Feature #6409

public_send is easily bypassed

Added by Hal Brodigan about 3 years ago. Updated about 3 years ago.

[ruby-core:44929]
Status:Rejected
Priority:Normal
Assignee:-

Description

=begin
(({public_send})) can easily be bypassed, by using it to call (({send})). (({public_send})) should explicitly not allow calling (({send})).

class Test
  private

  def secret
    "top secret"
  end
end

t = Test.new

t.public_send(:secret)
# => NoMethodError: private method `secret' called for #<Test:0x0000000159b950>

t.public_send(:send, :secret)
# => "top secret"

t.public_send(:send, :exec, "rm -rf ~")

=end

History

#1 Updated by Marc-Andre Lafortune about 3 years ago

  • Tracker changed from Bug to Feature

This is definitely not a bug, as send is public.

I don't understand the rationale behind your request. You are still using send. public_send does not and cannot guarantee that a private method won't be called at some point; only that it won't send the message in case it's a not a public method.

#2 Updated by Hal Brodigan about 3 years ago

(({public_send})) should only allow calling public methods. By extension, it should not allow calling (({send})), since that would negate the purpose of (({public_send})). In the context of (({public_send})), the (({send})) method has special meaning.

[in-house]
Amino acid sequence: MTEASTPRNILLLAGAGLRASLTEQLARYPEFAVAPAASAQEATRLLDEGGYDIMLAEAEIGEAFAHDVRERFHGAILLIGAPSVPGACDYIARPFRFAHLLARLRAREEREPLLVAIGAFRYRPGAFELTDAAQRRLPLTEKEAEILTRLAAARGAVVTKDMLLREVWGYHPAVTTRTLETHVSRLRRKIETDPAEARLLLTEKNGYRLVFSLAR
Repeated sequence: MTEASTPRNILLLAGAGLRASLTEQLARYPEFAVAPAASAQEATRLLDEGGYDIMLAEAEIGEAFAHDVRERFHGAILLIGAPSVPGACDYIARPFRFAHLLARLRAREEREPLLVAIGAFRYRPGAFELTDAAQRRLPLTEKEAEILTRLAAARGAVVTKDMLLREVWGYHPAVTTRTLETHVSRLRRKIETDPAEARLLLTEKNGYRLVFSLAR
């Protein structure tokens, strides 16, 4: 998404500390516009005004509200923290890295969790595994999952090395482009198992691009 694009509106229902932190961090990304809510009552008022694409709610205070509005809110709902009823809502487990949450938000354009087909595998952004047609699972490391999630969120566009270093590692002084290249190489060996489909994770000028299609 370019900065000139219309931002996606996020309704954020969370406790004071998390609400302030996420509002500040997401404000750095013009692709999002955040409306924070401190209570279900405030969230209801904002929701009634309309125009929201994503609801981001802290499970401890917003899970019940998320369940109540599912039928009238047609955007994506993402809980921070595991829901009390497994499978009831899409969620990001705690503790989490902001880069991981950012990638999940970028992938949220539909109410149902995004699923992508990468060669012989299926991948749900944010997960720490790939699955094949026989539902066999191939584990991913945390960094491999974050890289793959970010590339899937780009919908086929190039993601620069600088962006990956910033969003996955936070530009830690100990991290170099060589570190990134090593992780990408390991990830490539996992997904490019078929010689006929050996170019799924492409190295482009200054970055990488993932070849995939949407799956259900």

#3 Updated by Jeremy Evans about 3 years ago

I see no reason to special case this. send is a public method, therefore public_send should be allowed to call it. Attempting to deny access to send for safety reasons is pointless considering that instance_eval is public can be used to work around the issue in the same way:

t.public_send(:instance_eval, 'secret')
t.public_send(:instance_eval, 'exec("rm -rf ~")')

public_send doesn't imply safety, at all, and it was not designed for such a purpose.

#4 Updated by Yukihiro Matsumoto about 3 years ago

  • Status changed from Open to Rejected

The whole purpose of public_send is to prohibit the invocation of non-public methods, probably to help detecting error earlier. In that sense, as Jeremy expressed, we see no reason to prohibit #send the public method. public_send (and method visibility in general) is not the way to ensure anything, e.g. security.

Matz.

#5 Updated by Alexey Muranov about 3 years ago

@postmodern, send is a public method, why would public_send refuse to call it? Were you suggesting to remove the send method?

#6 Updated by Martin Bosslet about 3 years ago

Wouldn't something as proposed in http://bugs.ruby-lang.org/issues/5455 help in the long run?

#7 Updated by Hal Brodigan about 3 years ago

Now I know public_send should not be trusted with arbitrary method names/arguments. Is there even a safe version of send?

#8 Updated by Alexey Muranov about 3 years ago

=begin
Maybe something like:

class SafeClass
METHOD_SAFE = { :safe_method_1 => true, :safe_method_2 => true }

def safe_send(method, *arguments)
  send(method, *arguments) if METHOD_SAFE[method]
end

end

But this is not completely safe either, because anybody can reopen this class later and change the (({METHOD_SAFE})) constant or even the (({safe_send})) method.
=end

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